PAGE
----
Sharks rely heavily on the visual sense for communication, navigation, and to detect and identify predators, prey and conspecifics. In this thesis, I present new research on the physiological and behavioural mechanisms of motion vision in sharks. I describe studies on the temporal resolution and contrast sensitivity of the shark retina, quantify the extent and function of eye movements and link these features to locomotion and predatory behaviour. These new insights into visual perception in sharks have led to the design and testing of two potential shark mitigation strategies.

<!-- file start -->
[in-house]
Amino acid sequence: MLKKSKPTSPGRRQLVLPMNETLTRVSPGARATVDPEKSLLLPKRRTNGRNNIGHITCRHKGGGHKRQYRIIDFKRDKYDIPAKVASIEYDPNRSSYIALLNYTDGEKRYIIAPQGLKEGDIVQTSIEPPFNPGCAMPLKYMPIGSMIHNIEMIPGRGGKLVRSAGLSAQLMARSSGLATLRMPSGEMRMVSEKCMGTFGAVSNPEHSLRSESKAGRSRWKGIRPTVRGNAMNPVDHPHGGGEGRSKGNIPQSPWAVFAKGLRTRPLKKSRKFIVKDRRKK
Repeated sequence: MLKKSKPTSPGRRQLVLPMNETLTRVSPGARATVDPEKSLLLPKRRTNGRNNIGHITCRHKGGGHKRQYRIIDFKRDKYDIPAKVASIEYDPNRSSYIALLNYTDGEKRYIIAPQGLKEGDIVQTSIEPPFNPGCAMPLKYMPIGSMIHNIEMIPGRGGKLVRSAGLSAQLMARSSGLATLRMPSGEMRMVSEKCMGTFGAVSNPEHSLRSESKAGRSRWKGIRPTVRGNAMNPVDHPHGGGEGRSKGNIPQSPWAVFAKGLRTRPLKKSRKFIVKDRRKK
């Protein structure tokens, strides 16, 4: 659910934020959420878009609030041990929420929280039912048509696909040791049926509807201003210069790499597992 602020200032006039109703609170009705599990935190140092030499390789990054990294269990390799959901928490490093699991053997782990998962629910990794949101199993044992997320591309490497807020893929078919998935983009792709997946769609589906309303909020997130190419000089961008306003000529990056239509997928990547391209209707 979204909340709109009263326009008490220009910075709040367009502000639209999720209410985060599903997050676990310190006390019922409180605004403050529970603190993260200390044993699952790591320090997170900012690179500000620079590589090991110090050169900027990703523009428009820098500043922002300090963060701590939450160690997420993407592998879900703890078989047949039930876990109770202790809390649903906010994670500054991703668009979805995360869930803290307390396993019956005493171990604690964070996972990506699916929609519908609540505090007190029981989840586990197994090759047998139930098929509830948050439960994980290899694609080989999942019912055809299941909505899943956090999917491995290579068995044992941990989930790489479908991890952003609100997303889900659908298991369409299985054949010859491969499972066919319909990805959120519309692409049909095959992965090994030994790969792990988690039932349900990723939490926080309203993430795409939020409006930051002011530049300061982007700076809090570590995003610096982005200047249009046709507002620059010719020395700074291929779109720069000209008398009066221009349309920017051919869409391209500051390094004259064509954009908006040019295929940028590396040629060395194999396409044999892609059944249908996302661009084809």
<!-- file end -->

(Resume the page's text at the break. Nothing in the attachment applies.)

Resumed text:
|Qualification||Doctor of Philosophy|
|Award date||30 Aug 2016|
|Publication status||Unpublished - 2016|